Posts under Kubernetes Security
Just in time for KubeCon next week, we’re announcing today the 3.0 version of our StackRox Kubernetes Security Platform. We’re really proud of the industry-first capabilities we’re introducing with this upgrade, enabling our customers to better harden their Kubernetes and container environments. Every time we build new functionality into our platform, we keep a relentless focus on the staff responsible for operationalizing container and Kubernetes security. This lens informs everything about how we design new capabilities.
SOC (System and Organization Controls) 2 is a set of compliance requirements that applies to companies that store, process, or transmit customer data. A broad range of companies, including SaaS providers, may need to comply with SOC 2 to be competitive in the market and keep customer data secure. Public cloud providers such as Amazon Web Services, Google Cloud Platform, and Microsoft Azure are subject to SOC 2 and make their audit reports publicly available.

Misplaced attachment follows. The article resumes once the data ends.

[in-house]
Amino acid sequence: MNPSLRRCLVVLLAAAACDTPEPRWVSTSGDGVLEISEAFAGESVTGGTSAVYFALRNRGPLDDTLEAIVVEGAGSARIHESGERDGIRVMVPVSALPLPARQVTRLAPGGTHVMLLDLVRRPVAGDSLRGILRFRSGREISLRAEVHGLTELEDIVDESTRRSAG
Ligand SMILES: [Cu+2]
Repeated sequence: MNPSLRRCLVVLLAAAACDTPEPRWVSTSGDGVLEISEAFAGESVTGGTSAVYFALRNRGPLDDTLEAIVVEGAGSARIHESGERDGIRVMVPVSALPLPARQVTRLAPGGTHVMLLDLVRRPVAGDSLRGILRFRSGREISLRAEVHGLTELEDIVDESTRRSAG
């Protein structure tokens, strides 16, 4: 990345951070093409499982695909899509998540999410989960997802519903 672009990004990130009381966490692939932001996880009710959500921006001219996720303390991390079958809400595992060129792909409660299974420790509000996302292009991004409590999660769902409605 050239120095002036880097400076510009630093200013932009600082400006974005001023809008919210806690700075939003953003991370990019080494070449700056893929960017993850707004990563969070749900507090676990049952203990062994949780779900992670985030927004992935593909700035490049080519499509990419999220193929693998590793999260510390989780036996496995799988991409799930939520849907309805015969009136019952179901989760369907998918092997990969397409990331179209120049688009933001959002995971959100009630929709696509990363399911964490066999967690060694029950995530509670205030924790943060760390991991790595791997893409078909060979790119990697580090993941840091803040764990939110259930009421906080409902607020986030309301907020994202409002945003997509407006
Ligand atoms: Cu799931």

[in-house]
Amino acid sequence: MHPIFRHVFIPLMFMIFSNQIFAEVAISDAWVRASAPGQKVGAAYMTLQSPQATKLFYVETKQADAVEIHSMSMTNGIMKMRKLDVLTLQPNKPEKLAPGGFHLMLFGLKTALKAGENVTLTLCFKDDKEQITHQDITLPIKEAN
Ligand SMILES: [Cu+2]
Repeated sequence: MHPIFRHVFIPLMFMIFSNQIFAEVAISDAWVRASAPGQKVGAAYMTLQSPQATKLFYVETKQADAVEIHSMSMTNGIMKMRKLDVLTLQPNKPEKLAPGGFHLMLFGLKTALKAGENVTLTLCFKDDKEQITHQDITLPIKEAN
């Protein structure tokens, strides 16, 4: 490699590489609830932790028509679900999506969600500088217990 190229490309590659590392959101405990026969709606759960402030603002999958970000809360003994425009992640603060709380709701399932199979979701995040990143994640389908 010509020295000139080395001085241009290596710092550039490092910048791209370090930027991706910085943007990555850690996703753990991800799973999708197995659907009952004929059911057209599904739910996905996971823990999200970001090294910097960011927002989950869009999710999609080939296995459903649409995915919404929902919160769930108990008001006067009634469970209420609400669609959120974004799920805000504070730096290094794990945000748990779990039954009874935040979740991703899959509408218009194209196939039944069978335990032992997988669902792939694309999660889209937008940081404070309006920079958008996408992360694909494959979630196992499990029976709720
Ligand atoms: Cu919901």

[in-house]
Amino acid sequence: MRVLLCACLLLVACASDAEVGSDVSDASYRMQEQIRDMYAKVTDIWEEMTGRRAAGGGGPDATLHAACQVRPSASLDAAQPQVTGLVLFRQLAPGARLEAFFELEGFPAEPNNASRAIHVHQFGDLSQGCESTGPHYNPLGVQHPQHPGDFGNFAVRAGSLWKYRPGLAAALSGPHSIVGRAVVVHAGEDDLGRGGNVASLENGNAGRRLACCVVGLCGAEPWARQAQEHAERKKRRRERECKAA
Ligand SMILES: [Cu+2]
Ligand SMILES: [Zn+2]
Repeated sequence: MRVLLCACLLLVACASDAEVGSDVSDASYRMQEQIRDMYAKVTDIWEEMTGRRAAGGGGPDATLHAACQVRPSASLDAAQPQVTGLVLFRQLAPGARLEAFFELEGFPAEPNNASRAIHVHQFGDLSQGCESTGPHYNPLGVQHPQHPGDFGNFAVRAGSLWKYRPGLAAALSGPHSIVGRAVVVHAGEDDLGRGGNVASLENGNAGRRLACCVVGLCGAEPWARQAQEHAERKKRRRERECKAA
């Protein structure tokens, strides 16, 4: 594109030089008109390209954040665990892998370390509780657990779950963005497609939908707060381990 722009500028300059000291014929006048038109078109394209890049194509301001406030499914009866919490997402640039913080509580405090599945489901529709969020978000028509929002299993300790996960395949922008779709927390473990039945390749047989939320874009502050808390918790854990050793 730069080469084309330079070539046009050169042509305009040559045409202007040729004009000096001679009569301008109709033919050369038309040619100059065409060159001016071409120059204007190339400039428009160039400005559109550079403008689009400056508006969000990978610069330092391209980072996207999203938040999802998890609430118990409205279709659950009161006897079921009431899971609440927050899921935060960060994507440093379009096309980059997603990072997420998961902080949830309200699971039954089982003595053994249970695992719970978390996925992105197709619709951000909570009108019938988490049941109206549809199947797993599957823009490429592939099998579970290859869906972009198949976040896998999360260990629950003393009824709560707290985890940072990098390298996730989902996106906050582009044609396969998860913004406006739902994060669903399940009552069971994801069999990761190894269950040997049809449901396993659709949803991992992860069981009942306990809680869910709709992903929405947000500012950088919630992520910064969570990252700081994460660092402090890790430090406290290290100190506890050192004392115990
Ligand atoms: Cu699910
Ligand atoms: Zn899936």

I recently joined Alan Shimel, editor-in-chief of DevOps.com for a chat about what it means to be a Kubernetes-native security platform and why we believe it’s the most effective way to secure containers and Kubernetes. You can watch our conversation in the video below, or you can read through the transcript of our talk that follows, condensed and modified for clarity.
The Kubernetes team has released patches for the recently disclosed “Billion Laughs” vulnerability, that allowed an attacker to perform a Denial-of-Service (DoS) attack on the Kubernetes API server by uploading a maliciously crafted YAML file. With those patches comes the disclosure that the vulnerability was more severe than previously announced, as it could even be triggered by unauthenticated users (in Kubernetes 1.13) or any authenticated user, even when only granted read access via RBAC (Kubernetes 1.